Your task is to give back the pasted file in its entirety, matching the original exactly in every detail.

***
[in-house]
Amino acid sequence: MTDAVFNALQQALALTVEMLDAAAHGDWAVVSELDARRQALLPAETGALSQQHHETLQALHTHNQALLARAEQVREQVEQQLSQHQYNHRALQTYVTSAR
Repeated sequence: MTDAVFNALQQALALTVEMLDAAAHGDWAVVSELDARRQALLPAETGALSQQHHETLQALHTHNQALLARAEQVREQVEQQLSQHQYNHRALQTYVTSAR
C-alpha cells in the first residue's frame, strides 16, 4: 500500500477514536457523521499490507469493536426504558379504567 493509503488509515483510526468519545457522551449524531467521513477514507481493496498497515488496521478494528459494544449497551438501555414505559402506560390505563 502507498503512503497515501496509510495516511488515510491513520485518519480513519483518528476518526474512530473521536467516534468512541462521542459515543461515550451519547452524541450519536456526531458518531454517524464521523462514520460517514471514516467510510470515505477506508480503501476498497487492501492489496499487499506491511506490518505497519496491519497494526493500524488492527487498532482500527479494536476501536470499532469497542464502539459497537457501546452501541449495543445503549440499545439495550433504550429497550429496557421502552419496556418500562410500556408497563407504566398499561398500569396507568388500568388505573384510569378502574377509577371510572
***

[in-house]
Amino acid sequence: MTDAVFNALQQALALTVEMLDAAAHGDWAVVSELDARRQALLPAETGALSQQHHETLQALHTHNQALLARAEQVREQVEQQLSQHQYNHRALQTYVTSAR
Repeated sequence: MTDAVFNALQQALALTVEMLDAAAHGDWAVVSELDARRQALLPAETGALSQQHHETLQALHTHNQALLARAEQVREQVEQQLSQHQYNHRALQTYVTSAR
C-alpha cells in the first residue's frame, strides 16, 4: 500500500477514536457523521499490507469493536426504558379504567 493509503488509515483510526468519545457522551449524531467521513477514507481493496498497515488496521478494528459494544449497551438501555414505559402506560390505563 502507498503512503497515501496509510495516511488515510491513520485518519480513519483518528476518526474512530473521536467516534468512541462521542459515543461515550451519547452524541450519536456526531458518531454517524464521523462514520460517514471514516467510510470515505477506508480503501476498497487492501492489496499487499506491511506490518505497519496491519497494526493500524488492527487498532482500527479494536476501536470499532469497542464502539459497537457501546452501541449495543445503549440499545439495550433504550429497550429496557421502552419496556418500562410500556408497563407504566398499561398500569396507568388500568388505573384510569378502574377509577371510572